What is absolute value ? Definition and examples.

The absolute value is the distance a number on the number line is from zero.

The distance 4 is from 0 is 4. You can write this as |4| = 4

The distance -4 is from 0 is 4. You can write this as |-4| = 4

Basically, the distance 4 is from 0 = absolute value of 4 =  |4| = 4

The distance -4 is from 0 = absolute value of -4 =  |-4| = 4

Generally speaking, distance x is from 0 = absolute value of x = |x|

However, what is |x| equal to ?

To answer this, you must make an important observation.

When we examine |4| = 4 and |-4| = 4, we see that the answer is positive.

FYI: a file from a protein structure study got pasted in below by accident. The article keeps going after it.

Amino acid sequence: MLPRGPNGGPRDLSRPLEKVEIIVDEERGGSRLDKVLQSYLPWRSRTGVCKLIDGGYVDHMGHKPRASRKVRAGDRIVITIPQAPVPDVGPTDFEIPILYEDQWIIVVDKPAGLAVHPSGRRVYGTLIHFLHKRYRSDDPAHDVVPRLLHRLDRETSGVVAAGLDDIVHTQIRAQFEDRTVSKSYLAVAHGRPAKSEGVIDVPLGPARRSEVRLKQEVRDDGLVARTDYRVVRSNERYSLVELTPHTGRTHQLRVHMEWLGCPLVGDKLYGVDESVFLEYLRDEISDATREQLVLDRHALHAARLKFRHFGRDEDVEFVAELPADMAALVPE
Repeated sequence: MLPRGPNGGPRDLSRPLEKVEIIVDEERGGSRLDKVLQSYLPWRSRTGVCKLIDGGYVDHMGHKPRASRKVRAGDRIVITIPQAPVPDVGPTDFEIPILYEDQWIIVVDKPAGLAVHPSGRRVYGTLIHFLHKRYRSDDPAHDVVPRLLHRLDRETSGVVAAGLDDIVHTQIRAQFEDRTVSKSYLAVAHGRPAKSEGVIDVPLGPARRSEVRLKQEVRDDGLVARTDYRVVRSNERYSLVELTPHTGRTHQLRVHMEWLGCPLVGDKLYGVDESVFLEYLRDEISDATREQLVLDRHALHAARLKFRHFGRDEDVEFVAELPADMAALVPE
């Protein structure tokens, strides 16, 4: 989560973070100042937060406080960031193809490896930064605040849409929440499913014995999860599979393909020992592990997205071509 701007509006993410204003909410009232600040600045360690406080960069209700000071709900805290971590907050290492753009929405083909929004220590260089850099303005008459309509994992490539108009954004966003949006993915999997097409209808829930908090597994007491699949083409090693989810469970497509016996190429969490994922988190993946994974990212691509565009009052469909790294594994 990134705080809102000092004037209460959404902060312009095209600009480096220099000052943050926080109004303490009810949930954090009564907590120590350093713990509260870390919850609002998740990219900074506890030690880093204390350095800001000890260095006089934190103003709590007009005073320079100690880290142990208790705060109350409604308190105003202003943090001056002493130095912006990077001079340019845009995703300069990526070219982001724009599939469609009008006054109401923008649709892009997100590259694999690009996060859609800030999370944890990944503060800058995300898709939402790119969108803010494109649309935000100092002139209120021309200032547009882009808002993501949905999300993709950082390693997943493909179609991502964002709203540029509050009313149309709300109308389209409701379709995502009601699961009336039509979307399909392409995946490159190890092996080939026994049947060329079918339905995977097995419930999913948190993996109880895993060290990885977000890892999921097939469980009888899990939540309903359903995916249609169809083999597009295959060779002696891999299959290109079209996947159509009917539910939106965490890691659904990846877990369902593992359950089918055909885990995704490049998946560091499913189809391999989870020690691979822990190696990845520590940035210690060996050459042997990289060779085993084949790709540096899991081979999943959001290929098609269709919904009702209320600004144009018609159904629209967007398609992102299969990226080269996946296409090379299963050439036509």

When the number inside of || is positive, the answer is just the number.

However, when the number inside of || is negative, the answer is not -4, but -(-4) which is the same as 4.

Formal definition of the absolute value

|x|  = { x is x is positive or -x if x is negative }

For example,

|6| = 6 since x = 6 and 6 is positive.

|-6| = -( -6) = 6 since x = -6 and -6 is negative.

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